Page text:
I started my artistic career as a photographer. I began experimenting with computers as a creative tool in 1994. At that time, I used digital image-making in conjunction with photography to conveniently collage photographic images and incorporate text into my work.
I use my epilepsy as an exploration and a desire to answer “why” when I create artwork. My epilepsy drives my curiosity and desire to see what it looks like.
The images exhibited are examples from a body of work titled “Measured Disorder.” It is a highly personal narrative of my struggles with seizure disorders. Dark in both emotional and physical appearance, the images are computer-manipulated collages of original digital photographs and scanned items that seek to express the intense psychological impact of dealing with physical challenges. I have had epilepsy for over thirty years, and it has taken me this long to begin a body of work about it.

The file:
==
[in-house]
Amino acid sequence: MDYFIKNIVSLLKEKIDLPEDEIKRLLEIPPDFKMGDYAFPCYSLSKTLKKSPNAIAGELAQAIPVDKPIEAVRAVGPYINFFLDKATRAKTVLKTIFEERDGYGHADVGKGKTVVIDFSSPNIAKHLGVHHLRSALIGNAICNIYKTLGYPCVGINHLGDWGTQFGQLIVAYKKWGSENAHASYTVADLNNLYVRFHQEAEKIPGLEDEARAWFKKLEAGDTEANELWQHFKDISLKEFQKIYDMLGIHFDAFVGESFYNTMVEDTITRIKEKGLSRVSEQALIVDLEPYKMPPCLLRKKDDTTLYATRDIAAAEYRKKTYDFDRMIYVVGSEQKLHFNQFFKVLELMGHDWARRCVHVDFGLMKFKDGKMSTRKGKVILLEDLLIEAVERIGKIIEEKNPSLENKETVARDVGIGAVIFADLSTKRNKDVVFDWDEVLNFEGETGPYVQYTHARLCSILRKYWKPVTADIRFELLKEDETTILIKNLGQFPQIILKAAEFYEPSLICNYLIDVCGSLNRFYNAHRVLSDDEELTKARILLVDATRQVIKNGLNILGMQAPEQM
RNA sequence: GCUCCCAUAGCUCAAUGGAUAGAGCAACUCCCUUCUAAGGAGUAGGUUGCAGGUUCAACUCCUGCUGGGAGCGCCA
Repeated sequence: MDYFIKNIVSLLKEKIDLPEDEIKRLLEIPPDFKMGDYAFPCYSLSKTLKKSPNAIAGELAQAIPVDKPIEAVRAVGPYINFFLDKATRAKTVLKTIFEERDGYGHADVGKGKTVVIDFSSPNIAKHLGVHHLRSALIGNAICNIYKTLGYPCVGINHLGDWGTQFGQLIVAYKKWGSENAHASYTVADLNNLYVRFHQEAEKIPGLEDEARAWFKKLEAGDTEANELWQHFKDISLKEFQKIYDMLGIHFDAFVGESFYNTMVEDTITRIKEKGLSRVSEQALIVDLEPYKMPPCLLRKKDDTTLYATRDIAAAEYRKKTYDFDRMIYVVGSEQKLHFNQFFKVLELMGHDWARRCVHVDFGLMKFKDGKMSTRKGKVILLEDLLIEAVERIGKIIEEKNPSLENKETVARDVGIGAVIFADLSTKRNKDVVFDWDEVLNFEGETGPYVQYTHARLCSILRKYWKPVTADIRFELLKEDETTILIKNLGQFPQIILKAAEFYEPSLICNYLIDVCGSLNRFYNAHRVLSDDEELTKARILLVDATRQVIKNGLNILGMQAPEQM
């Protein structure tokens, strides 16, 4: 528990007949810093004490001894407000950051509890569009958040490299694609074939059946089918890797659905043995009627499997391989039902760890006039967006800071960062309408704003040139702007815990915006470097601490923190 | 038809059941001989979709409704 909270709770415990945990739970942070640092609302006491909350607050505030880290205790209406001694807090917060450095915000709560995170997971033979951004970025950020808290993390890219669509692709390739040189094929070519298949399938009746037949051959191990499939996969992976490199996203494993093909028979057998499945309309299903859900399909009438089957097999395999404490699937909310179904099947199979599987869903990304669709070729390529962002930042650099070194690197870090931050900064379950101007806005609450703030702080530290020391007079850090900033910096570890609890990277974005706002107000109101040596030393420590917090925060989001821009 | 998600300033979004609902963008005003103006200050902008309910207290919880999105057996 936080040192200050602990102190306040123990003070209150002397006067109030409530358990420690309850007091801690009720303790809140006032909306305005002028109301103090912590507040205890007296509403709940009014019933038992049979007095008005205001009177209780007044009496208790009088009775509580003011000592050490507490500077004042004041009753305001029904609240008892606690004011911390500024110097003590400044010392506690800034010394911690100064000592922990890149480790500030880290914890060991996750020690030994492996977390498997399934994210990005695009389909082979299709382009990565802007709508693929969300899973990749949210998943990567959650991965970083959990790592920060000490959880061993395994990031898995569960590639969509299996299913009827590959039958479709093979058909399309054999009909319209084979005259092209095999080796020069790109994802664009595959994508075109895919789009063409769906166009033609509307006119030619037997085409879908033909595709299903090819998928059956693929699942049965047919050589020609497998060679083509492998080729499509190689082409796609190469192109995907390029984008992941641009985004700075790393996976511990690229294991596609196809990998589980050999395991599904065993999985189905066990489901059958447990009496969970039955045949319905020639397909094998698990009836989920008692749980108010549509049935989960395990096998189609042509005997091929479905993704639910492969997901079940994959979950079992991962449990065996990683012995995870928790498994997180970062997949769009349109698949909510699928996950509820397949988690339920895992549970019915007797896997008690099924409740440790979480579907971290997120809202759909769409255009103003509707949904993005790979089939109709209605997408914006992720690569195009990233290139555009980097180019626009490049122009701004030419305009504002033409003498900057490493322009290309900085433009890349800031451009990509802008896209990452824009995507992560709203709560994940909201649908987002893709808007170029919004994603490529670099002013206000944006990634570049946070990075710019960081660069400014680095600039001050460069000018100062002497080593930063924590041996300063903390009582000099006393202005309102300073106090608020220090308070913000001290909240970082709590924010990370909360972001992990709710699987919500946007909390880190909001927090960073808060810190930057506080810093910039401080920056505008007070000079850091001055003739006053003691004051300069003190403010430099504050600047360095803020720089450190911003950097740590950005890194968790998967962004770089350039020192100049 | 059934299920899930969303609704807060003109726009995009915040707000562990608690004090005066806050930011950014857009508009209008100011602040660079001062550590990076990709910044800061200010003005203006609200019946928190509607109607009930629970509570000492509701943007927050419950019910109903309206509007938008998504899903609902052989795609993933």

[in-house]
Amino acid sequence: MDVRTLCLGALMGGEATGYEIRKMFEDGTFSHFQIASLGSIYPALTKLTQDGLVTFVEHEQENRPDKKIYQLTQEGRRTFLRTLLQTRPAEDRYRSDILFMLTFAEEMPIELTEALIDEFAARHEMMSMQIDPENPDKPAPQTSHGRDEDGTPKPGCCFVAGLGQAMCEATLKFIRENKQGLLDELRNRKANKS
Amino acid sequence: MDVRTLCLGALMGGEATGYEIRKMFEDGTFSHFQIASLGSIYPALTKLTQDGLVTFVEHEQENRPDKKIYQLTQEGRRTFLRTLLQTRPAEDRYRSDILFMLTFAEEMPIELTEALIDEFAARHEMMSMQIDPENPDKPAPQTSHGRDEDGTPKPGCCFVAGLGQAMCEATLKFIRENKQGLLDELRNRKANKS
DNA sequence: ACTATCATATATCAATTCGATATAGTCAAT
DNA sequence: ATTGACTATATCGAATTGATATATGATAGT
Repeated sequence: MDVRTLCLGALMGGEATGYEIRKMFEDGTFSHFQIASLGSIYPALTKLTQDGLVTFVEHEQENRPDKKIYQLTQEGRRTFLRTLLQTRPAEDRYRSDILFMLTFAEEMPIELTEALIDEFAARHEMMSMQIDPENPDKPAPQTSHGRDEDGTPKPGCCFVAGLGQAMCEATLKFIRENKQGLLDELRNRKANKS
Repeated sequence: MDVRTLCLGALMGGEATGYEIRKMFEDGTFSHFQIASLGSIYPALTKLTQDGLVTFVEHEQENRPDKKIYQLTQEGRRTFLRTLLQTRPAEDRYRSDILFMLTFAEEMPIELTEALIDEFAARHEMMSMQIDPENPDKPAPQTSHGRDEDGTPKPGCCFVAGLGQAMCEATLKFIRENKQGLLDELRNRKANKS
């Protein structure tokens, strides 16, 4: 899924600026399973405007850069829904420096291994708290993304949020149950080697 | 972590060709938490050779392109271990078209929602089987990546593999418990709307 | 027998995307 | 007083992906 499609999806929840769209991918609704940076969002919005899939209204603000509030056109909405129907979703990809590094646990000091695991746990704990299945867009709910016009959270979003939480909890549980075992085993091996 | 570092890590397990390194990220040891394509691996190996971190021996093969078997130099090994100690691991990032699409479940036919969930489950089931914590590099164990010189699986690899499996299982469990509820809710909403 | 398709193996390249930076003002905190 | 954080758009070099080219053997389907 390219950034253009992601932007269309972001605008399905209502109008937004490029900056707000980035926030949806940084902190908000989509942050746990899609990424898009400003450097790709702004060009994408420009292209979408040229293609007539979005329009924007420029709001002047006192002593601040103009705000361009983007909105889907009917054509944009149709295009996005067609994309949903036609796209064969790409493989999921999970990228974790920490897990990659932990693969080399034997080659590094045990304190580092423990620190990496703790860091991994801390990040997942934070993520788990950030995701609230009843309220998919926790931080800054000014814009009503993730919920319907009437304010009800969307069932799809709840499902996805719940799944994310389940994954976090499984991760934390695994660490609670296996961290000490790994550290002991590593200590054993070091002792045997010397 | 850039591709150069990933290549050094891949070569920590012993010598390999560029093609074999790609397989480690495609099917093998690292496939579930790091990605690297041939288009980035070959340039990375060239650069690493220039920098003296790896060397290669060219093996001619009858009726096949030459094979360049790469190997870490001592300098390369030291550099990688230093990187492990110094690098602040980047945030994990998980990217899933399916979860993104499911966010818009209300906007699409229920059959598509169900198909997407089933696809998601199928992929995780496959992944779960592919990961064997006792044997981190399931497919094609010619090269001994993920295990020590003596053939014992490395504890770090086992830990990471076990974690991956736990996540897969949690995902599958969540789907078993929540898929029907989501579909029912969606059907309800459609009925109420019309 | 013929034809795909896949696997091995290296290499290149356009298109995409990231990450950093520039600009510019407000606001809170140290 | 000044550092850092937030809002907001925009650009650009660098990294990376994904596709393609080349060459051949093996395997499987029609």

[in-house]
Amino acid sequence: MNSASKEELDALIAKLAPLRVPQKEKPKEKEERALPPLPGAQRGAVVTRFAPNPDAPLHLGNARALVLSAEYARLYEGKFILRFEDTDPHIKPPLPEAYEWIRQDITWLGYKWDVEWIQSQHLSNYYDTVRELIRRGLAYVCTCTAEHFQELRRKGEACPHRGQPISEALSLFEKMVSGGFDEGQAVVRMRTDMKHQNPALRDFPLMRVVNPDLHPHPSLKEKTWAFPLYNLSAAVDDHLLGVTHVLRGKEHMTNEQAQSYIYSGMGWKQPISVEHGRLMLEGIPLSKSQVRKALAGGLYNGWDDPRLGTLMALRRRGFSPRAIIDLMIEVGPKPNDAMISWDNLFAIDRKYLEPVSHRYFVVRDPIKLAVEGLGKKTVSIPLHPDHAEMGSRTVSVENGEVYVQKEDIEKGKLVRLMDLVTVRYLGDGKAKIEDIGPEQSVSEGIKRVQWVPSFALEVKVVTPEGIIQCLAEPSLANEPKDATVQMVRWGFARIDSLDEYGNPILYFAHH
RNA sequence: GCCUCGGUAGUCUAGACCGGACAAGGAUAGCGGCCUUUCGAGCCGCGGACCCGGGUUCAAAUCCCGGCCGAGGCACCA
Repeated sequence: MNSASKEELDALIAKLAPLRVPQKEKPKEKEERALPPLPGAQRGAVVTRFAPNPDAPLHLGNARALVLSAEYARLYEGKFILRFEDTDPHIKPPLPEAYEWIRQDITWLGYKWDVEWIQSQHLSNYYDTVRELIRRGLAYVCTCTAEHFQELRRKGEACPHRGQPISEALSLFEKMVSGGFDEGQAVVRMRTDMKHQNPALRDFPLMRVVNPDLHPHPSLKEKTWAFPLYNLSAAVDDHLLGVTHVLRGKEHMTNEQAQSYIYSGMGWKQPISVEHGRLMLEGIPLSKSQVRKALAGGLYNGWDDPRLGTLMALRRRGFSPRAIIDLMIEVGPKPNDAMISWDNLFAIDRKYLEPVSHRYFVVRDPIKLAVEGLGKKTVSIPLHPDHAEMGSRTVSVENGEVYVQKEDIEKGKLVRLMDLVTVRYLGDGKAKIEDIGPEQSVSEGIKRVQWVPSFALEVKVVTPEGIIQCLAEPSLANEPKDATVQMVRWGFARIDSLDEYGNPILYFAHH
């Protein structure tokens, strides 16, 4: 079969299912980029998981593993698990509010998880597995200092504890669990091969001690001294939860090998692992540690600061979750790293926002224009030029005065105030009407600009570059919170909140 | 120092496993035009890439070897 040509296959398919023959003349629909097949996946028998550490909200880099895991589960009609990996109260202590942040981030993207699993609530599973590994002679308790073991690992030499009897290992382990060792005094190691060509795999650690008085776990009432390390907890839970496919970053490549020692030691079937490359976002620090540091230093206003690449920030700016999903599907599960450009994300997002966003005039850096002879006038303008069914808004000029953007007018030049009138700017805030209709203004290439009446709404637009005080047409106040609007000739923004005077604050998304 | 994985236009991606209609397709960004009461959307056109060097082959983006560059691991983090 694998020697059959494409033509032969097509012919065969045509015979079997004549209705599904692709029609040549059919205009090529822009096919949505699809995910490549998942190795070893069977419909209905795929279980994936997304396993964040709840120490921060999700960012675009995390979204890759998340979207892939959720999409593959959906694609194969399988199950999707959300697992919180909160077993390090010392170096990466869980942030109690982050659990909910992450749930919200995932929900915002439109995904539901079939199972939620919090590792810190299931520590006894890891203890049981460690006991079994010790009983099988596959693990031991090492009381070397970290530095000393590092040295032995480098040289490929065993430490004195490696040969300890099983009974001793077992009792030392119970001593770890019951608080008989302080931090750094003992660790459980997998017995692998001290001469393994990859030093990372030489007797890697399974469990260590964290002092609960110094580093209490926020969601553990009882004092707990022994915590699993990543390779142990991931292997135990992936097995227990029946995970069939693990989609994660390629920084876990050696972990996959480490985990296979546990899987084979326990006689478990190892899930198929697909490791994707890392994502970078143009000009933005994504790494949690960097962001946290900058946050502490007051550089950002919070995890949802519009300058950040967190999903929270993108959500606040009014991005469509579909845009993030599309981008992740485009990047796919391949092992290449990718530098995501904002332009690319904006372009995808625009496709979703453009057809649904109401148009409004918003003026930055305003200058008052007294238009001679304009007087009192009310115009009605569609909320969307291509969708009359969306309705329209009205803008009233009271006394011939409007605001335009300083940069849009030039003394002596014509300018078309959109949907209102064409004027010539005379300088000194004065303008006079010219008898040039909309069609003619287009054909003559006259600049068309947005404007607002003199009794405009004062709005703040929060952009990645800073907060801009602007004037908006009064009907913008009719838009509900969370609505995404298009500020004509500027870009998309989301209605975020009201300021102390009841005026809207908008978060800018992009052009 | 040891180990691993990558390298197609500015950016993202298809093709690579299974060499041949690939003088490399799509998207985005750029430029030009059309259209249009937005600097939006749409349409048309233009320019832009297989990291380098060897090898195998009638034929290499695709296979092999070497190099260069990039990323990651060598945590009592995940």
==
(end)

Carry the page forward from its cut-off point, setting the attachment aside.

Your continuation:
Andrew Ortiz was born in Los Angeles, California. He earned degrees at SUNY Brockport’s Visual Studies Workshop in Rochester, NY, and now lives in Arlington, Texas, where he is a tenured professor in the Art & Art History Department at UT Arlington. From documentary photography that presented “found moments” or broad snapshots of urban society, his work has transitioned into the computer manipulation of imagery used to explore personal narratives about ethnicity and identity through large-scale digital collages.
Over the past twenty years, Mr. Ortiz’s work has been featured nationally and internationally. He has received many awards, including the “New Photography Award” from En Foco in New York City, first prize in the Gordon Parks Competition, the “Best of Show Award” from the prestigious art in the Metroplex exhibition hosted by TCU in Ft. Worth (2009), and a grand prize for faculty portfolio from the Photo Imaging Education Association (2010).portfolio from the Photo Imaging Education Association (2010).